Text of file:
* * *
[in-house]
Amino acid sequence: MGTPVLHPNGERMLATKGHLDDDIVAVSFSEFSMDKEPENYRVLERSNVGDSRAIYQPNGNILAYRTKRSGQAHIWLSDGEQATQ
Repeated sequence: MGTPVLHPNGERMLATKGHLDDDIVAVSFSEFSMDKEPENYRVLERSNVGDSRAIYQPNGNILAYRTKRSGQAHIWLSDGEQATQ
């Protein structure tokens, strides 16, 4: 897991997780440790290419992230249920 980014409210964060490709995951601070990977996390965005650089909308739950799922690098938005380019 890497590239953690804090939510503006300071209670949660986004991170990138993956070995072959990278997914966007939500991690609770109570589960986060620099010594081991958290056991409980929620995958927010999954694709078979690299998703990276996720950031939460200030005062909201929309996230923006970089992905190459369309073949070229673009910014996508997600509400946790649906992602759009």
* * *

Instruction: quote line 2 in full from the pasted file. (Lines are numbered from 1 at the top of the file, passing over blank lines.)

Amino acid sequence: MGTPVLHPNGERMLATKGHLDDDIVAVSFSEFSMDKEPENYRVLERSNVGDSRAIYQPNGNILAYRTKRSGQAHIWLSDGEQATQ